The U.S. holds an enviable lead in pushing artificial-intelligence technology out of labs and into real-world applications. Thank companies like Alphabet (GOOGL), Facebook (FB) and Apple (AAPL) for that
Good luck with that.
Yes, China has many strengths as it sets out for worldwide dominance in AI technology. Its internet giants Baidu (BIDU), Alibaba Group Holdings (BABA) and Tencent Holdings (TCEHY) are also pouring money into AI research and hiring top scientists.
China’s huge population will generate massive raw data to train AI systems in how to make predictions. So there’s good reason to think China will make breakthroughs in developing computer algorithms — the software programs that aim to replicate the human ability to learn, reason and make decisions.
China also has a major weakness: a semiconductor industry that still lags the U.S. in making high-end electronic processors. Chinese companies buy AI chips mainly from Nvidia (NVDA), based in Santa Clara, Calif. Intel (INTC), the dominant supplier of brainy chips for personal computers, is pushing fast into AI.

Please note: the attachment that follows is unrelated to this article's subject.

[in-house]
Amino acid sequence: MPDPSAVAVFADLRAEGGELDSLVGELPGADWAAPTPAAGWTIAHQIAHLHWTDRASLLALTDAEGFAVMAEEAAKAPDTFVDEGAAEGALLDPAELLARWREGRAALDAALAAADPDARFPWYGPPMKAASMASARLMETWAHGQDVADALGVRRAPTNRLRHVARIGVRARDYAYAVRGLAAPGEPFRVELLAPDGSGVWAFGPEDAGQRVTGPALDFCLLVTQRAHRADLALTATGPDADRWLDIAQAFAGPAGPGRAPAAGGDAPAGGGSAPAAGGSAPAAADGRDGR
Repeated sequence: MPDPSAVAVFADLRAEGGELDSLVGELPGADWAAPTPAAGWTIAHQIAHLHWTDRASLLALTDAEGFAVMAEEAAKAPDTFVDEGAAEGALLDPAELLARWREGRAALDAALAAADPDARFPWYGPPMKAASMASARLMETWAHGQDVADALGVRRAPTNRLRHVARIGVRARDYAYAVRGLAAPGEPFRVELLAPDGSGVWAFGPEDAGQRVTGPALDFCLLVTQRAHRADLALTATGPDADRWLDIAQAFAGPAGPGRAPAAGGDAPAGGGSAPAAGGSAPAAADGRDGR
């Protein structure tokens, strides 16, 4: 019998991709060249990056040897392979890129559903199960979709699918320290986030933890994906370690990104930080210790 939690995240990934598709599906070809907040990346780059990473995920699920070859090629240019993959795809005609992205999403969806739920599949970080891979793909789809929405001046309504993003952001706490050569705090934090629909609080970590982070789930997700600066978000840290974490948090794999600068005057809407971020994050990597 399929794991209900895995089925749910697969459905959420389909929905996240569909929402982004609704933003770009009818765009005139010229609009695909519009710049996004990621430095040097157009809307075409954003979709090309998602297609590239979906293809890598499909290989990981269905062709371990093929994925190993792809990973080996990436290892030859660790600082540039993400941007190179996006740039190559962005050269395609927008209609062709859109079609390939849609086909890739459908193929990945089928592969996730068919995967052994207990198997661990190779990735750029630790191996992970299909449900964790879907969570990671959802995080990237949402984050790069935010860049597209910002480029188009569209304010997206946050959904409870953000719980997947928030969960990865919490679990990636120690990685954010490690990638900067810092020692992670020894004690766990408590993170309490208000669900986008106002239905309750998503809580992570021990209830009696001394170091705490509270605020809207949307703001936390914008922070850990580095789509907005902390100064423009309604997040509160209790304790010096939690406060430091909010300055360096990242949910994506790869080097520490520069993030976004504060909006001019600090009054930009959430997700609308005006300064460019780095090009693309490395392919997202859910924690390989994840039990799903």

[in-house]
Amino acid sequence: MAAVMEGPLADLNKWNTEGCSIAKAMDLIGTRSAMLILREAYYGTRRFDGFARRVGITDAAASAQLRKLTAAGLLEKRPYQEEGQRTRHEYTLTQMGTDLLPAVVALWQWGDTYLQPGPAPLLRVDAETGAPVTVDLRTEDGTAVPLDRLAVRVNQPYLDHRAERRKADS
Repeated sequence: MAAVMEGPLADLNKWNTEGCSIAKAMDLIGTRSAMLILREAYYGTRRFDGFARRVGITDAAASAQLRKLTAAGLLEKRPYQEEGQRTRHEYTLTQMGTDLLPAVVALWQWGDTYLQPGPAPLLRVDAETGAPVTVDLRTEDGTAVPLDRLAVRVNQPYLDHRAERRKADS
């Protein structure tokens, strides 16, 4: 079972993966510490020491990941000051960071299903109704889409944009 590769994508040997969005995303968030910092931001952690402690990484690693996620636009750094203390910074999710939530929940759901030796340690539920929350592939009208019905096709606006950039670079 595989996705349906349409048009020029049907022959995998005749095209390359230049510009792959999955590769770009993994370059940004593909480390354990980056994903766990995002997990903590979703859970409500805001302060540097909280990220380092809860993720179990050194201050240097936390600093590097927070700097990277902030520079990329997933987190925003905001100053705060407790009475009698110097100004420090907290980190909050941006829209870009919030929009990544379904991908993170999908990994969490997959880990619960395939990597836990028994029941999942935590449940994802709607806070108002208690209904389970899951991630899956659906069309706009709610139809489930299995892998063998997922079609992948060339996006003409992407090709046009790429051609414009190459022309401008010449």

“Most AI-focused chips are developed by U.S. companies, and it will be a long slog for China to catch up,” said David Kanter, head of chip industry consultant Real-World Insights.
UBS forecasts that the AI chip market will boom to $35 billion by 2021, up from roughly $6 billion in 2016. But AI stakes are higher than mere chip sales.
AI technology is expected to transform economies. Artificial intelligence has been called a “winner take all” technology, meaning that companies and countries that gain an edge will build upon that lead over time.
Russian President Vladimir Putin has said that whichever country leads in AI will dominate global affairs.
“Artificial intelligence is the future, not only for Russia but for all humankind,” said Putin. “It comes with colossal opportunities, but also threats that are difficult to predict. Whoever becomes the leader in this sphere will become the ruler of the world.”